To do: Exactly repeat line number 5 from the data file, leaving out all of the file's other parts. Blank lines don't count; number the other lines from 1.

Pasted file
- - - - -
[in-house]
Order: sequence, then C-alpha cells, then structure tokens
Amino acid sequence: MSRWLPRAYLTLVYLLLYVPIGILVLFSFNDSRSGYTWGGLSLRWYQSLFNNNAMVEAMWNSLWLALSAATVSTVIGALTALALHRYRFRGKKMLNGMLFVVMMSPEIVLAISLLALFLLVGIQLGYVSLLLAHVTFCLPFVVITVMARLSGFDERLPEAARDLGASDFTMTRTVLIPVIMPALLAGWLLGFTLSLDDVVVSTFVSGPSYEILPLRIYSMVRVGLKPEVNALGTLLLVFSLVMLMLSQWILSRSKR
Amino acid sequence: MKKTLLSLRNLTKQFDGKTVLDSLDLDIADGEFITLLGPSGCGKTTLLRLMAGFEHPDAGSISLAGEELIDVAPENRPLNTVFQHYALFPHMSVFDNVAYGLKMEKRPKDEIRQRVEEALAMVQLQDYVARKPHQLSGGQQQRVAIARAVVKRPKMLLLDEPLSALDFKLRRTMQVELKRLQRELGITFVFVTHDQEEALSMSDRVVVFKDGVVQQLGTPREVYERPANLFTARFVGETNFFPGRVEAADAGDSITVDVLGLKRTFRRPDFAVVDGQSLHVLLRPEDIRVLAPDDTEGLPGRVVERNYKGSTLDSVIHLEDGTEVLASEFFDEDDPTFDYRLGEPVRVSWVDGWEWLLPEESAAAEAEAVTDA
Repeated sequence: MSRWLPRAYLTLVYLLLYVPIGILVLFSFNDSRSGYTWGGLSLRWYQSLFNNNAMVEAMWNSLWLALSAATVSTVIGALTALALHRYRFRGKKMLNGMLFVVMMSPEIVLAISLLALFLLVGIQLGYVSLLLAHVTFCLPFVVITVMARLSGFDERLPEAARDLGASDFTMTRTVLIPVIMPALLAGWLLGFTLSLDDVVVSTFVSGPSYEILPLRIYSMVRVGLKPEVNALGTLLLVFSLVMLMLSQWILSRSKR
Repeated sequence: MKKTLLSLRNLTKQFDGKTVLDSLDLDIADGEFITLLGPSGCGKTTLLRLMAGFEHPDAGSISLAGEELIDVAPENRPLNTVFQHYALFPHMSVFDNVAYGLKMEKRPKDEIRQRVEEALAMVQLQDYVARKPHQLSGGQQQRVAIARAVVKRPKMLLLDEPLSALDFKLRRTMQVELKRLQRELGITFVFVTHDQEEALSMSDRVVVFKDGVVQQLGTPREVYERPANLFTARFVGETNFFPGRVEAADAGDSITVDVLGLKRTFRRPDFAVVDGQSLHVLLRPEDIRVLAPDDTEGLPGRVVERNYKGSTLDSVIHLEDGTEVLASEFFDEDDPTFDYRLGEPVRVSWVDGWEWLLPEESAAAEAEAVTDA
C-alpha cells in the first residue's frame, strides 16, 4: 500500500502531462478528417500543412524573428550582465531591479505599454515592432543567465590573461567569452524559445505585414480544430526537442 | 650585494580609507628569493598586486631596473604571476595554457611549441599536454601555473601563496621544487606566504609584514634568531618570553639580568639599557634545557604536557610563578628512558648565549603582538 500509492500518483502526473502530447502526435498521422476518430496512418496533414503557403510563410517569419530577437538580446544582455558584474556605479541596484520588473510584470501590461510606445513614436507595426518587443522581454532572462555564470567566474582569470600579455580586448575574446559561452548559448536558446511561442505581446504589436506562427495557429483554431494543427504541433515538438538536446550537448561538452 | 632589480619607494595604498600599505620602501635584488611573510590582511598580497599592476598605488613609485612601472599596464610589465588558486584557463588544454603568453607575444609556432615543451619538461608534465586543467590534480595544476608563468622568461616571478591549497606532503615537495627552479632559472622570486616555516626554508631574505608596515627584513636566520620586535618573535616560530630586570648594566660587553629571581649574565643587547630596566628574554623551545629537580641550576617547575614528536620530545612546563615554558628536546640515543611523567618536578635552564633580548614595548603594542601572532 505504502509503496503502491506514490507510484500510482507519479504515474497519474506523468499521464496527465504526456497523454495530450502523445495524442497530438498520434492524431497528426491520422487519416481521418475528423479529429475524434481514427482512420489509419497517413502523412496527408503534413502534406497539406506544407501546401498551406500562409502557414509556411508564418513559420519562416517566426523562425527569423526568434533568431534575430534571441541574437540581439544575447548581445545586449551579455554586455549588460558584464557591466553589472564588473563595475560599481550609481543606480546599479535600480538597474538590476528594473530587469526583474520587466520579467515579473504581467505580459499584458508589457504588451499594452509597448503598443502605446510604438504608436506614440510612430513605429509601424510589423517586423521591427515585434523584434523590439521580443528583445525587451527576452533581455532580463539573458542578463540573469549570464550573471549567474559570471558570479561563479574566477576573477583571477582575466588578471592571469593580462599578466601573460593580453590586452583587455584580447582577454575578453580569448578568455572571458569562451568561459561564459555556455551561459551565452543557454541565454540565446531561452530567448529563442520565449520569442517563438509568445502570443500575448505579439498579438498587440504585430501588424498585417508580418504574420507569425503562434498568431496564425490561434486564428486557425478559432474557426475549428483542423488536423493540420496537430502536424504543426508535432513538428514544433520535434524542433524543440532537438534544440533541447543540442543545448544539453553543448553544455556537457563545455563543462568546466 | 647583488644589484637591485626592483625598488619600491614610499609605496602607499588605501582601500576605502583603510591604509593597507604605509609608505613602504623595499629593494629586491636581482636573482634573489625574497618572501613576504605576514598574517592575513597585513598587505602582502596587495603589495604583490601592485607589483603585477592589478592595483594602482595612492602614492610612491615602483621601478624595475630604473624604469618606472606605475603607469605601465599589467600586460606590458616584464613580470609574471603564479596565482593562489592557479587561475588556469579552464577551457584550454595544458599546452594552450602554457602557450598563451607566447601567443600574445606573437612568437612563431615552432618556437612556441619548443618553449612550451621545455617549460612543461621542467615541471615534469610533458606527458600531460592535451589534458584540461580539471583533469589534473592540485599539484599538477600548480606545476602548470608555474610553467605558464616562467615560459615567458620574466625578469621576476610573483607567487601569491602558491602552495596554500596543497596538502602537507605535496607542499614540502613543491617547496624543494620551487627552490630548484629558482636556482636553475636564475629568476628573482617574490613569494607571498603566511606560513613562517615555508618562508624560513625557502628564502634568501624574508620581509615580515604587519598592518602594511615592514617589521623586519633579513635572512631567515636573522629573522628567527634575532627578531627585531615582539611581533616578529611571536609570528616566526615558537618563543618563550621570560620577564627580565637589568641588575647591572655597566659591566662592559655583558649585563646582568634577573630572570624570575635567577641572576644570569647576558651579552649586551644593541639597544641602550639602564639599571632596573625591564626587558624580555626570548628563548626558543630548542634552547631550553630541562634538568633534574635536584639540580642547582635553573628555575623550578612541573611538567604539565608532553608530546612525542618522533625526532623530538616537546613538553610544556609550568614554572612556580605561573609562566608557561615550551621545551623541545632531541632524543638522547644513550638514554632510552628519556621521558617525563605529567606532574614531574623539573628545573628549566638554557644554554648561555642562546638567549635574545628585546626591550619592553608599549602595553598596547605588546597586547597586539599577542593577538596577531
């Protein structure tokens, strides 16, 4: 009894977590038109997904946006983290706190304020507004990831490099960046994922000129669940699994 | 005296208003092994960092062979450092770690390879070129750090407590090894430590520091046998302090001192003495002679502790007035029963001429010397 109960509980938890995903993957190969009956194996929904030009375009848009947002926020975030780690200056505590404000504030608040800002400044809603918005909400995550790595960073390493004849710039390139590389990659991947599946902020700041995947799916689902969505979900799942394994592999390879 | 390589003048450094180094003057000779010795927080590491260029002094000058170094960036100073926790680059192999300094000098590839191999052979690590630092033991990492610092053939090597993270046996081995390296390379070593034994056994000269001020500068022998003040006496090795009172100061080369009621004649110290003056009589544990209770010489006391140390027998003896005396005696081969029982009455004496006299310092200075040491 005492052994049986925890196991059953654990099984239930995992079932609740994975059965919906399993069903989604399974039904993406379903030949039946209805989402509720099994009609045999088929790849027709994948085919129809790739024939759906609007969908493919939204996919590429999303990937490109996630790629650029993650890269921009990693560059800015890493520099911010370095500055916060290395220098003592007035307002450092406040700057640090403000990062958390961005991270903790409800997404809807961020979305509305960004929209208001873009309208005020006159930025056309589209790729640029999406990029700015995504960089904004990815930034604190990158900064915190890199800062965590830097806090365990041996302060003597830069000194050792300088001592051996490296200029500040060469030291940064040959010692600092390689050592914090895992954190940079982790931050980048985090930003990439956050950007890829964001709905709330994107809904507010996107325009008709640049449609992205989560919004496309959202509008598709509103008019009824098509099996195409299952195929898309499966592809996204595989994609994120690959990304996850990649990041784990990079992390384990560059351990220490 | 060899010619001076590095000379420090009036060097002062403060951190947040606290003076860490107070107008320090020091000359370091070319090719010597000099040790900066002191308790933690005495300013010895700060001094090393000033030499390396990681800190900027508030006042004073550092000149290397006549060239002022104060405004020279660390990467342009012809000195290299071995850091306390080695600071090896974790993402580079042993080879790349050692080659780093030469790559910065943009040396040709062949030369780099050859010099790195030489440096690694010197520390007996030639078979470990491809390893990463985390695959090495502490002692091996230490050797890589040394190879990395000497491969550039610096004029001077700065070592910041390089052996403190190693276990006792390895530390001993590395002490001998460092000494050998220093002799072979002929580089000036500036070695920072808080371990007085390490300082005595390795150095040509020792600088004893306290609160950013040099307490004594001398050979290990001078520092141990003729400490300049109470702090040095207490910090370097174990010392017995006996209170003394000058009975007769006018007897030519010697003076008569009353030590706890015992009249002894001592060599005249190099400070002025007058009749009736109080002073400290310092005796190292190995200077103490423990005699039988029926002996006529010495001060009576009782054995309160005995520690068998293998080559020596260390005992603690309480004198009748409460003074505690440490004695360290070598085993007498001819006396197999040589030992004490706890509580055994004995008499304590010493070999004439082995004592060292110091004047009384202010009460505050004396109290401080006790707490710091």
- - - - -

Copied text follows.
Repeated sequence: MSRWLPRAYLTLVYLLLYVPIGILVLFSFNDSRSGYTWGGLSLRWYQSLFNNNAMVEAMWNSLWLALSAATVSTVIGALTALALHRYRFRGKKMLNGMLFVVMMSPEIVLAISLLALFLLVGIQLGYVSLLLAHVTFCLPFVVITVMARLSGFDERLPEAARDLGASDFTMTRTVLIPVIMPALLAGWLLGFTLSLDDVVVSTFVSGPSYEILPLRIYSMVRVGLKPEVNALGTLLLVFSLVMLMLSQWILSRSKR